CLAREMONT MODERN: Post-War California Dreaming

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October 9–30, 2011

The annual Claremont Heritage Home Tour highlighted examples of Claremont’s exceptional and unique mid- 20th century residential architecture. The tour included a home designed by Richard Neutra and the homes of artists Karl Benjamin and Harrison McIntosh designed by Fred McDowell. David Shearer is curating the accompanying exhibition in the Ginger Elliot gallery which will look at how home design was integrated with local arts, crafts and furnishings for the modern lifestyle.

Karl Benjamin Studio

The home and studio of Karl Benjamin was on the Heritage Home tour on October 9, 2011. Photo by Louie Rios.

Claremont was fertile ground for the new thinking in art and design in the years after World War II. Hidden among the Victorian and Arts & Crafts-era homes are modernist masterpieces by the likes of Cliff May, A. Quincy Jones, Theodore Criley, Buff and Hensman and others.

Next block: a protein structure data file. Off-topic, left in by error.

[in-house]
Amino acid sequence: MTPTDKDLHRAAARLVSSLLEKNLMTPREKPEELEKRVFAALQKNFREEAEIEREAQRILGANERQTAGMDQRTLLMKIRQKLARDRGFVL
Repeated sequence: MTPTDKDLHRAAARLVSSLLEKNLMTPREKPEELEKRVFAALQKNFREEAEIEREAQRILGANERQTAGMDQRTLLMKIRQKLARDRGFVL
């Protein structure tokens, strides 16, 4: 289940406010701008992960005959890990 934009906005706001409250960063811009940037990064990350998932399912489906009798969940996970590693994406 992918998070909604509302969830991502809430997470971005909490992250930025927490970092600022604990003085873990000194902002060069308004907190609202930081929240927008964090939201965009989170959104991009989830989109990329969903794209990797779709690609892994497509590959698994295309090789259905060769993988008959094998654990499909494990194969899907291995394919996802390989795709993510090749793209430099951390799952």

The tour included homes by distinguished architects and designers such as Richard Neutra, Foster Rhodes Jackson, Fred McDowell and Everett Tozier. Significant modern artists, including painter Karl Benjamin and ceramicist Harrison McIntosh, also worked in Claremont in those years in a unique environment that fostered collaborations between artists and designers.

The remarkable confluence of these artists and architects had a profound and lasting impact upon the broader movement of Southern California Modernism. Few places of such small geographic area have produced such a plethora of outstanding work across so many disciplines as did Claremont in the 1940s, ‘50s and 60’s.